See-Through Bourbon and Bourbon distilled in Canada?

Before 1964, bourbon could be made anywhere in the world and still be labeled bourbon. So there truly were Canadian as well as Mexican Bourbon for sale in the United States and elsewhere. The Schenley’s company produced an eight-year-old bourbon named Ancient Age distilled in Canada. Some United States politicians had close relationships with Mexican distillers. Several of these politicians spoke against the congressional action of 1964. However, on May 4, 1964, the U.S. Congress recognized bourbon as a “distinctive product of the United States.” The action by Congress is not a law, but a concurrent resolution.

Magazine ad for Frost 8/80 White Whisky
An advertisement for Frost 8/80 whisky.

See-Through Bourbon

During the 1960s, whiskey saw a reduction in market share, while clear spirits were gaining momentum. Trends indicated people wanted mixed cocktails like bloody marys and screwdrivers.  Straight whiskey was in a downturn.  The whiskey producers tried to challenge these trends by marketing in unique and sometimes, unsuccessful ways.  Brown-Forman, the only family-run distillery to operate before, during, and after prohibition decided to challenge vodka head-on.  They created a clear bourbon by filtering the color out of it. This clear, see-through bourbon could now be mixed in a cocktail or even used in a bloody mary. The product was called Frost 8-80 for eight-year-old bourbon at 80 proof. It did not last long and was eventually destroyed by the parent company when it failed in the marketplace. This attempt to battle the onslaught of Vodka was a dismal failure. Interestingly enough, there is a small resurgence in selling white whiskey today. Buffalo Trace White Dog and Hudson New York Corn Whiskey are two you should try. However, there is a key difference between the Frost 8-80 bourbon and the new white whiskeys. Frost was actually barrel-aged and need filtration to eliminate the color. White whiskeys are not barrel-aged and therefore start out being clear.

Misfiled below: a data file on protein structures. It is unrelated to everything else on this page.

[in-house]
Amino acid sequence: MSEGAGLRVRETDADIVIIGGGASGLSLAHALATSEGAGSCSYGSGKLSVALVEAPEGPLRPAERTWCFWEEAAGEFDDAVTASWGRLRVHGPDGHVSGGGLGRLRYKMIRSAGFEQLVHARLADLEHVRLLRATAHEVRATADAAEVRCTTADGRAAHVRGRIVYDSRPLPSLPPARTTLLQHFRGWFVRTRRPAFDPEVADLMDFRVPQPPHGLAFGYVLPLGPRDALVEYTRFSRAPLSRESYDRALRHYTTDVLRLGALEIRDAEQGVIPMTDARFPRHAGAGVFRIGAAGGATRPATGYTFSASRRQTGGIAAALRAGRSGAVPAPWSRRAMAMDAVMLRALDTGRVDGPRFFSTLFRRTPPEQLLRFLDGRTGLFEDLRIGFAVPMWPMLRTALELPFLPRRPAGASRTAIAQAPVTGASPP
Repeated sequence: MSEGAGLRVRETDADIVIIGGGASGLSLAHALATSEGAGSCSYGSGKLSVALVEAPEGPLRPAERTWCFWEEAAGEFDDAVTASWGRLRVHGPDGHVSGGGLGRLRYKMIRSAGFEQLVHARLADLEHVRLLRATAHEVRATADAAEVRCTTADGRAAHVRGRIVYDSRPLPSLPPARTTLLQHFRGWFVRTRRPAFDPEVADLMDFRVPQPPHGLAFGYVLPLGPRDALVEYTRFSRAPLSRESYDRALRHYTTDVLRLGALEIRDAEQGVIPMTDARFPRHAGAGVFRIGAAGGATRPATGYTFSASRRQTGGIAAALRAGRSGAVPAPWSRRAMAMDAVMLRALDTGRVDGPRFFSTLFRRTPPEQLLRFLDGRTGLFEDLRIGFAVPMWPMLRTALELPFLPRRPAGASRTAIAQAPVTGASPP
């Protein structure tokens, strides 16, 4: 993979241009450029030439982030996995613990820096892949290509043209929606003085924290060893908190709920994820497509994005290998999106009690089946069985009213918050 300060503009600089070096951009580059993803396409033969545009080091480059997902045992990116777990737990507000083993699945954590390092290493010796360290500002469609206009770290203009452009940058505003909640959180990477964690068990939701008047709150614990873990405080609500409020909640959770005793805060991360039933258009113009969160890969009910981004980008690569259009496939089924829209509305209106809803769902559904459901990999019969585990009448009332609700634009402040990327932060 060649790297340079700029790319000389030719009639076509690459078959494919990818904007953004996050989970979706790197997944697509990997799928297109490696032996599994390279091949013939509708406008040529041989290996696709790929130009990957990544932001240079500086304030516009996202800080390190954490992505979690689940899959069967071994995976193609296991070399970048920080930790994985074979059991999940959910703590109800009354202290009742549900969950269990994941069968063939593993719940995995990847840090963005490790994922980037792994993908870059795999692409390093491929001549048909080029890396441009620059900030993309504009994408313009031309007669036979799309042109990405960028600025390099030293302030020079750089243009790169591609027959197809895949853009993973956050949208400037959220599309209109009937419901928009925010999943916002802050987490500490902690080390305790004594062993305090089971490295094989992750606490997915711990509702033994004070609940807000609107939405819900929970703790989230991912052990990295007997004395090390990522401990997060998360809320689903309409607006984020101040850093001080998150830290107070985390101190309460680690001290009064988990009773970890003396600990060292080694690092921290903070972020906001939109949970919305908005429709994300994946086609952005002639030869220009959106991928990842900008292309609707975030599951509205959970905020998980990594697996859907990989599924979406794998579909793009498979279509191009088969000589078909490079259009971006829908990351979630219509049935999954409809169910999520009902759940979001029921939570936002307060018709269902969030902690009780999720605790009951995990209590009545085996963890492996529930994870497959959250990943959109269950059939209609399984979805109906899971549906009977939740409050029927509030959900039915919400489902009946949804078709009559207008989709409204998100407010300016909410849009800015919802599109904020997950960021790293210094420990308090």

Bottle of Makers Mark Cask Strength bourbon
Makers Mark Cask Strength still has the iconic red wax seal.

The new beginning

In the 1980s, there were more than 300 vodka brands to be had before the introduction of flavored vodkas. Only two bourbons cracked the top 30 spirits in terms of sales, one of which was Jim Beam. However, in 1980, The Wall Street Journal printed a story about a small distillery in Loretto Kentucky that was producing Makers Mark Bourbon.  Not only did the story ignite interest in the brand, but it was the beginning of a bourbon turn around.

In 1982, Jim Beam sales eclipsed Jack Daniels Tennessee Whiskey by a substantial amount. Jim Beam was available on military bases during the Vietnam War, and returning veterans continued to purchase the brand.  Jim Beam white label continues to be the best selling bourbon in the world while Jack Daniels is the king of Tennessee whiskey.

When looking at the top ten selling whiskeys in the world currently, we see three bourbons placing on the list. Jim Beam White Label is number 2, Evan Williams is number 8, and Makers Mark is number 10. You no longer will find bourbon made in Canada or Mexico but you can find a newer version of see-through bourbon.